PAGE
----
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Vol. 25. Issue 1.
Pages 51-53 (January - February 2019)
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Vol. 25. Issue 1.
Pages 51-53 (January - February 2019)
Research letter
DOI: 10.1016/j.pulmoe.2018.11.005
Open Access
Current utilization of pleuroscopy in mainland Portugal
L.V. Rodriguesa,b,
, R. Gomesa,b, G. Samoucoa, F. Guedesc,d,e, L. Ferreiraa,b
a Pulmonology Department, Hospital Sousa Martins, Unidade Local de Saúde da Guarda, Portugal
b Faculty of Health Sciences, Universidade da Beira Interior, Portugal
c Bronchology Unit, Pulmonology Department, Centro Hospitalar e Universitário do Porto, Portugal
d Animal Study Sciences Center, Instituto de Ciências, Tecnologias e Agroambiente da Universidade do Porto, Portugal
e Department of Veterinarian Clinics, Instituto de Ciências Biomédicas de Abel Salazar, Universidade do Porto, Portugal
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Tables (1)
Table 1. Questionnaire – pleuroscopy utilization in mainland Portugal.
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Pleuroscopy (also referred to as thoracoscopy or medical thoracoscopy) has been used for more than a century1 and despite its high diagnostic accuracy2 and proven safety profile3 there are still discrepancies in its application among different countries and an overall sense of underutilization.4 In compliance with this suspicion, results of a survey conducted in the UK in 2004 revealed that only 6.8% of all pulmonology departments offered this technique.5 Updates of this survey were not published to this date and data from other countries is lacking.

In Portugal, the only data on this subject was published in 2015 by a taskforce from the Health Ministry6 that evaluated all national pulmonology departments in order to create a national referral system that is still in use nowadays. In this document hospitals were stratified by levels of differentiation and all pulmonology departments were briefly characterized. In general terms, level III hospitals correspond to central, more differentiated hospitals, level II are intermediate hospitals and level I pertain to peripheral hospitals that cover a direct population of at least 75,000 inhabitants. Level IV hospitals correspond to specialized hospitals, in this specific case pertaining to national oncology institutes. All level IV and all but one level III hospitals were provided with a thoracic surgery department. In mainland Portugal a total of 46 pulmonology departments were evaluated and at that time, pleuroscopy was performed by 14 centers (30.4%), mainly by hospitals levels II and above (27.7%). No further characterization of the technique was ascertained in this document. No updates of this worksheet have yet been published.

As such, we conducted a nationwide questionnaire to evaluate the current level of utilization of this technique in mainland Portuguese pulmonology departments. The questionnaire was distributed via the Portuguese Pulmonology Society webmail and direct e-mail and phone contacts were conducted as a second approach to all first round non-responders. The questionnaire was then conducted on an on-line basis during January and September 2018. Answers from the Head of Pulmonology Department or the Local Pulmonologist responsible for Bronchoscopy and/or Pleuroscopy were preferably admitted, with the exception of three hospitals (two level I and one level III) from which only an answer from a fellow pulmonologist could be retrieved. Statistical analysis was performed with SPSS v 23 and results are presented as frequencies and percentages of total when appropriate.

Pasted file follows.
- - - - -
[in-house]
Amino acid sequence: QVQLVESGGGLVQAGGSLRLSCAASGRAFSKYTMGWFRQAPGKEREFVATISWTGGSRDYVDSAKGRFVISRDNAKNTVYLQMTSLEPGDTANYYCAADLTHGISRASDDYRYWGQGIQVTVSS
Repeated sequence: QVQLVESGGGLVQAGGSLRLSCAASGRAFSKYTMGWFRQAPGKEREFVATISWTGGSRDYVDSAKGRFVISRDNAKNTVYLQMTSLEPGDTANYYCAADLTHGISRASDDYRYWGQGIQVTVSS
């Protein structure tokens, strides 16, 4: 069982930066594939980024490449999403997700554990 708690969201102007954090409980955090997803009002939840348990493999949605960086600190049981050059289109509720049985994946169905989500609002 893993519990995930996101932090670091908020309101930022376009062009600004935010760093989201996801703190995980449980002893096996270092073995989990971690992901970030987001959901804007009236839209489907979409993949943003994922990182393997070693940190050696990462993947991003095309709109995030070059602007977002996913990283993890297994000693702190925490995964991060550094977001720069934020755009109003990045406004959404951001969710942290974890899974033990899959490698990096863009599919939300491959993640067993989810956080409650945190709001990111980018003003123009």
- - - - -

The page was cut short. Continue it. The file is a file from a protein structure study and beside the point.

Within a universe of 46 centers covering an overall population of about 10 million inhabitants7 we retrieved 38 valid questionnaires (82.6%) with representation of all different hospital levels (Table 1). Of the 8 non-responders, 1 was level IV, and the remaining were level I hospitals.

Table 1.

Questionnaire – pleuroscopy utilization in mainland Portugal.

  Results by hospital level (n)Total 
  II  III  IV  n (%) 
Is pleuroscopy available at your department  20  38 (100) 
Yes  20 (52.6) 
No  14  18 (47.3) 
Previous and current experience with pleuroscopy          20 (100) 
1. How long have you been performing pleuroscopies in your department?           
<5 years  5 (25) 
≥5 years to <10 years  5 (25) 
≥10 years  10 (50) 
2. How many procedures are you performing per year?           
<15  12 (60) 
≥15 to <30  3 (15) 
≥30  5 (25) 
Procedure details          20 (100) 
1. What type of equipment do you use for pleuroscopy?           
Rigid pleuroscope  12 (60) 
Semi-flexible pleuroscope  6 (30) 
Both  2 (10) 
2. Where do you preferably perform pleuroscopy?           
Endoscopy suit  14 (70) 
Operating room  6 (30) 
3. What type of anesthetic strategy do you most commonly use?           
Conscious sedation and local anesthesia  10 (50) 
General anesthesia  10 (50) 
4. What type of airway control do you currently use?           
Spontaneous ventilation with or without oxygen supplementation  10 (50) 
Invasive ventilation through double lumen orothracheal tube  7 (35) 
Invasive ventilation through laryngeal mask or single lumen orothracheal tube  3 (15) 
Training in pleuroscopy          20 (100) 
1. Did you receive additional training in pleuroscopy (aside from the training received in your pulmonology residency)?